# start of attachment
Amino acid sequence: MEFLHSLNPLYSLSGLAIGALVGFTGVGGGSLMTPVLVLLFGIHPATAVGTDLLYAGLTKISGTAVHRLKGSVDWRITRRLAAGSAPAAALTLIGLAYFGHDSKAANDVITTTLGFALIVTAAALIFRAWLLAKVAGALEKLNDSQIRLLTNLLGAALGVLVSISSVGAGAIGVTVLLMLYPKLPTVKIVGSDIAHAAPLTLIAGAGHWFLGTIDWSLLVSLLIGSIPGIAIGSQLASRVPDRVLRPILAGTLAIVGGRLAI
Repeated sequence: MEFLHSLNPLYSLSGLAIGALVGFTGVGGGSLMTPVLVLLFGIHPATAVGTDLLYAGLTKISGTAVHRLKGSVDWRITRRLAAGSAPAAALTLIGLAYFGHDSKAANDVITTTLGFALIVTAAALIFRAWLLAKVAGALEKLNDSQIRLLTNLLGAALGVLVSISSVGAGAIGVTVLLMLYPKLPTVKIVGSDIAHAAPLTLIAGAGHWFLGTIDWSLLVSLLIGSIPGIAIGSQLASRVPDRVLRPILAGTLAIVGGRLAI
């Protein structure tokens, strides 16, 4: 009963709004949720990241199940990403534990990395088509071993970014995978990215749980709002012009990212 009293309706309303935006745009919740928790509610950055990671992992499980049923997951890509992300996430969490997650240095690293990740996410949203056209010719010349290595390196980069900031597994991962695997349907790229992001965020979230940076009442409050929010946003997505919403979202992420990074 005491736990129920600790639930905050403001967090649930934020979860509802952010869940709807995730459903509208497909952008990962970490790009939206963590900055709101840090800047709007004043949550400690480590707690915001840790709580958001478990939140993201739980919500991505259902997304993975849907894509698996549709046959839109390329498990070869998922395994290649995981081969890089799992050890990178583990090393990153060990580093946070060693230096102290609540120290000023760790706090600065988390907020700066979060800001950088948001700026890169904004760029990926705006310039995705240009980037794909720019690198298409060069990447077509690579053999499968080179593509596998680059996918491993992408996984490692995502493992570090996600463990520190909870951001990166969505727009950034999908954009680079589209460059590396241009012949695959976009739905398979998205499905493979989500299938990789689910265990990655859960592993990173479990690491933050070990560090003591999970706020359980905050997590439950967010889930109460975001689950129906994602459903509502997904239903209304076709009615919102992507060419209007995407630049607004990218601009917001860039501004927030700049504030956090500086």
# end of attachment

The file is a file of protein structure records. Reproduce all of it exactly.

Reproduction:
Amino acid sequence: MEFLHSLNPLYSLSGLAIGALVGFTGVGGGSLMTPVLVLLFGIHPATAVGTDLLYAGLTKISGTAVHRLKGSVDWRITRRLAAGSAPAAALTLIGLAYFGHDSKAANDVITTTLGFALIVTAAALIFRAWLLAKVAGALEKLNDSQIRLLTNLLGAALGVLVSISSVGAGAIGVTVLLMLYPKLPTVKIVGSDIAHAAPLTLIAGAGHWFLGTIDWSLLVSLLIGSIPGIAIGSQLASRVPDRVLRPILAGTLAIVGGRLAI
Repeated sequence: MEFLHSLNPLYSLSGLAIGALVGFTGVGGGSLMTPVLVLLFGIHPATAVGTDLLYAGLTKISGTAVHRLKGSVDWRITRRLAAGSAPAAALTLIGLAYFGHDSKAANDVITTTLGFALIVTAAALIFRAWLLAKVAGALEKLNDSQIRLLTNLLGAALGVLVSISSVGAGAIGVTVLLMLYPKLPTVKIVGSDIAHAAPLTLIAGAGHWFLGTIDWSLLVSLLIGSIPGIAIGSQLASRVPDRVLRPILAGTLAIVGGRLAI
């Protein structure tokens, strides 16, 4: 009963709004949720990241199940990403534990990395088509071993970014995978990215749980709002012009990212 009293309706309303935006745009919740928790509610950055990671992992499980049923997951890509992300996430969490997650240095690293990740996410949203056209010719010349290595390196980069900031597994991962695997349907790229992001965020979230940076009442409050929010946003997505919403979202992420990074 005491736990129920600790639930905050403001967090649930934020979860509802952010869940709807995730459903509208497909952008990962970490790009939206963590900055709101840090800047709007004043949550400690480590707690915001840790709580958001478990939140993201739980919500991505259902997304993975849907894509698996549709046959839109390329498990070869998922395994290649995981081969890089799992050890990178583990090393990153060990580093946070060693230096102290609540120290000023760790706090600065988390907020700066979060800001950088948001700026890169904004760029990926705006310039995705240009980037794909720019690198298409060069990447077509690579053999499968080179593509596998680059996918491993992408996984490692995502493992570090996600463990520190909870951001990166969505727009950034999908954009680079589209460059590396241009012949695959976009739905398979998205499905493979989500299938990789689910265990990655859960592993990173479990690491933050070990560090003591999970706020359980905050997590439950967010889930109460975001689950129906994602459903509502997904239903209304076709009615919102992507060419209007995407630049607004990218601009917001860039501004927030700049504030956090500086």